alcman – Pass The Flamingo: Ancient Food History and Recipes (2024)

“Bread sprinkled with poppy-seed is mentioned by Alcman in Book V as follows:‘Couches seven, and as many tables laden with poppy-bread, and bread with flax and sesame-seed; and in cups…chrysocolla.’This is a confection made of honey and flaxseeds.”
~ Athenaeus quoting Alcman, Deipnosophistae Book 3 (early 3rd century CE)

alcman – Pass The Flamingo: Ancient Food History and Recipes (1)

Athenaeus of Naucratis is perhaps the greatest Ancient Greek food writer, though he lived and wrote in Rome at the height of its Empire. His masterwork Deipnosophistae (The Philosopher’s Dinner Party, among other possible translations) is an overview of Greek food culture that attempts to document just about every literary reference to food in Greek. In order to accomplish this ambitious objective, Athenaeus draws on a vast array of sources, not only food critics and chefs but poets and historians. He is nothing if not comprehensive: writing in the third century, Athenaeus recorded a reference to a sweet called chrysocólla(χρυσοκόλλα) in the work of Alcman, a poet who lived about a thousand years earlier, in the 7th century BCE.

alcman – Pass The Flamingo: Ancient Food History and Recipes (2)

A papyrus fragment from Greek Egypt, now in the collection of the Louvre in Paris, with one of Alcman’s poems. Alcman’s Greek combines features from different dialects,possiblyfurther evidence that he was not a native speaker. Public domain (2011).

Lighthearted and celebratory, Alcman writes often of the joys offoodand his own great appetite, even calling himself in one poemho panphágos Alkmán, “the all-devouring Alcman.” Yet we know that he lived in Sparta, that most austere of Greek cities, whose other poets are far more serious and grim. An ancient tradition maintains that there was good reason for Alcman’s un-Spartan ways: he wasn’t Spartan, or even Greek, by birth, but came from Lydia in modern Turkey. The poet himself seems to support this claim with a remark that he learned poetry from the chukar partridge, a Near Eastern bird that is not native to Greece. According to Aristotle, Alcman arrived in Sparta enslaved, but his master freed him because of his remarkable poetic ability. He would go on to be listed with literary rockstars like Sappho and Pindar among the Nine Lyric Poets, those deemed most worthy of study by later Greek scholars. Evidently, it pays to listen to partridges.

alcman – Pass The Flamingo: Ancient Food History and Recipes (3)

Alcman called the chukar kakkabi, after its three-note call. It would probably enjoy this recipe (at least the flaxseeds). Photo from Wikimedia Commons (2004).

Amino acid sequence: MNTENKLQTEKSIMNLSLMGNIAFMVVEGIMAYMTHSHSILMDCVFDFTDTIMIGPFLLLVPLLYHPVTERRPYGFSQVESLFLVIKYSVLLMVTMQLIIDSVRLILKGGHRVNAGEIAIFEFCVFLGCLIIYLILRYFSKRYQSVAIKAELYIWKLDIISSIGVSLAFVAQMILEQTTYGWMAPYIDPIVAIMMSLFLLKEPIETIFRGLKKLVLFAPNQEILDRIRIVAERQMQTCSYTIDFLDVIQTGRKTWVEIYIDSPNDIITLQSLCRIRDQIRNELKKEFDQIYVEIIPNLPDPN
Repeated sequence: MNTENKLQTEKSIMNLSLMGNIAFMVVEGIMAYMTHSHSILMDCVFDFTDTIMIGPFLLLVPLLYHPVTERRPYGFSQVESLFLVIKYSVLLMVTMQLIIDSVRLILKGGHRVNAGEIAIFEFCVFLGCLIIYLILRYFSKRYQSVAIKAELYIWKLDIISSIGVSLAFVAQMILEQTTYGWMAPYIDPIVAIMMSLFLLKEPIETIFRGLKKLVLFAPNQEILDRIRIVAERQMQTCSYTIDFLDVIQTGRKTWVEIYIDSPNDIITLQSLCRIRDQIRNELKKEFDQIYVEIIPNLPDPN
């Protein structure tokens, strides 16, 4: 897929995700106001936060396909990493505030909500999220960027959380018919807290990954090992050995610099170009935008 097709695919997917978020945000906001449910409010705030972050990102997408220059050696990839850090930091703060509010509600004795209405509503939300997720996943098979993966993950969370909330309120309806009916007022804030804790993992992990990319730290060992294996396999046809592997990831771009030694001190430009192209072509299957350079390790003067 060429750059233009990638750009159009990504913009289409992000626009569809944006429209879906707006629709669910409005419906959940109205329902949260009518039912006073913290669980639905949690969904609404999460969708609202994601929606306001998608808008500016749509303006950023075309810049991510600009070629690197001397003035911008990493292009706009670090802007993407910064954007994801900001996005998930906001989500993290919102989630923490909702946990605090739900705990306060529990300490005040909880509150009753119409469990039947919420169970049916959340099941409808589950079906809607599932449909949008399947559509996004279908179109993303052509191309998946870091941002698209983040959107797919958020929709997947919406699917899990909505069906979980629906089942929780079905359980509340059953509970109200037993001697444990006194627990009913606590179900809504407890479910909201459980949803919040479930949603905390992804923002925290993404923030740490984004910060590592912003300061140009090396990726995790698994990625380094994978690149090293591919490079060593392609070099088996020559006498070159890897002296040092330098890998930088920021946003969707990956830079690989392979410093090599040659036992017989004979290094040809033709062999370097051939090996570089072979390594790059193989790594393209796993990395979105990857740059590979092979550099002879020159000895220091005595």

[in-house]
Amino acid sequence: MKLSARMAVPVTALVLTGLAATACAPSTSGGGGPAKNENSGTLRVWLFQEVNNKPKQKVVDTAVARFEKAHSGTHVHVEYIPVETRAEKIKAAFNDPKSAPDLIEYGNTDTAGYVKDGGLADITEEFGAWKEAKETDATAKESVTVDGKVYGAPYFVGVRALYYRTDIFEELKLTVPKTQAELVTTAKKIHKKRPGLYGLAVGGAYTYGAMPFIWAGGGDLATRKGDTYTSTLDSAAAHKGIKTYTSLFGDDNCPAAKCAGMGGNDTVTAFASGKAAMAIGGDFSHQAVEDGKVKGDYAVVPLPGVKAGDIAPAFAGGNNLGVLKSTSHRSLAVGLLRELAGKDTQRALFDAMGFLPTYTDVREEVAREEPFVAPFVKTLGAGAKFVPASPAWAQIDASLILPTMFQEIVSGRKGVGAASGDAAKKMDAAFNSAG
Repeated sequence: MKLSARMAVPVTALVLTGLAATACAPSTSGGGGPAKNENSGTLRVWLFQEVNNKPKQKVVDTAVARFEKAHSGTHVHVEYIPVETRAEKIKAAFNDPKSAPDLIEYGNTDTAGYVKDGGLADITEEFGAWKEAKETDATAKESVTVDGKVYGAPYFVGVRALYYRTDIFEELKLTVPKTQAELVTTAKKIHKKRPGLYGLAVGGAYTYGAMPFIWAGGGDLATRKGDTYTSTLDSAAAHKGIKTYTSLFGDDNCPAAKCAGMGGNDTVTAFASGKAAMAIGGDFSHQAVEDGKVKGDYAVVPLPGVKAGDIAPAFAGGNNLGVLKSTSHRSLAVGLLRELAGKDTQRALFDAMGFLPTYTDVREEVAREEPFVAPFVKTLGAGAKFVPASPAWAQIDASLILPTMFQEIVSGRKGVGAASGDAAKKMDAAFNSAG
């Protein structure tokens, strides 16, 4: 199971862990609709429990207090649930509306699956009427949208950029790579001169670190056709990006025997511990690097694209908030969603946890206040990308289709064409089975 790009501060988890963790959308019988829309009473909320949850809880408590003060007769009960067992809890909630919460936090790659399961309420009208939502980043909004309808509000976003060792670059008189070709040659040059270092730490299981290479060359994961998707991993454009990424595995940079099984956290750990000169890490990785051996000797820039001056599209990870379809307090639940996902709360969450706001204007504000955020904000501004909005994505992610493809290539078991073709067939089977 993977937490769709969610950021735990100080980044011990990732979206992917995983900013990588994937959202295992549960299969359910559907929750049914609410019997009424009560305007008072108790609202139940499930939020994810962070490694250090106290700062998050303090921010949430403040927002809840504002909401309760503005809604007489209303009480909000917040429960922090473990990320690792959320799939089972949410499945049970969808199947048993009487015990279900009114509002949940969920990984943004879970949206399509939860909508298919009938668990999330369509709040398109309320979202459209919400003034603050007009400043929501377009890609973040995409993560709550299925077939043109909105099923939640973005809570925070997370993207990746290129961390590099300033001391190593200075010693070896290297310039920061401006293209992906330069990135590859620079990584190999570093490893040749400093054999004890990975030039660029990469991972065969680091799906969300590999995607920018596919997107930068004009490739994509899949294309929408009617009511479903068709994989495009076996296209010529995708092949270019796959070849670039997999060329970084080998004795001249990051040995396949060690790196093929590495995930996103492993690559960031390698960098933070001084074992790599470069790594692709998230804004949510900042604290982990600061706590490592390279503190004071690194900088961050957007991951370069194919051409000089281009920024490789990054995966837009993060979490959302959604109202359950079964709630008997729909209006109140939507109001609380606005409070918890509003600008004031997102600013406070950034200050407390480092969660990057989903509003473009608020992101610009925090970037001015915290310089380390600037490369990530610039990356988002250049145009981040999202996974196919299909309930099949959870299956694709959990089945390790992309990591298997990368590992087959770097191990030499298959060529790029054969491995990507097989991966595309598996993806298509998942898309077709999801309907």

In Ancient Greek, chrysocolla means “gold glue.” Alcman’s confection shares the name with a striking blue mineral that was used as solder by ancient goldsmiths, gluing the precious metal together. From the name and ingredients, we can infer that Alcman’s chrysocolla was a crunchy hard candy, resembling the sesamepasteliof modern Greece, the amaranth tzoalli of the Aztecs, and similar seed and nut candies enjoyed around the world.Deipnosophistaeitself contains a reference to another ancient version, a Cretan specialty with both sesame and nuts called koptoplakous, from a word meaning “cut off” or “broken” (compare English “brittle”).

Today this type of candy often contains sugar refined from sugarcane, a plant which was unknown in Greece until 326 BCE, when Alexander the Great’s men returned from India with stories of “the reed which gives honey without bees.” The genuine honey in this recipe is enough to bind the flaxseeds together. The added olive oil helps keep the gold glue from sticking to everything else.

THE RECIPE

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-1 cup honey
-1 cup whole flaxseeds
-Olive oil

First, toast the flaxseeds by placing them in a dry skillet over medium heat. Stir continually for 5-7 minutes, until the seeds are glistening and start to jump around in the skillet. Remove from the heat. Oil a glass or ceramic dish and set aside.

In a saucepan, bring the honey to a boil while stirring with a wooden spoon. Once the honey is boiling, lower the heat, stir in the toasted flaxseeds and cook for an additional 15 minutes, continuing to stir.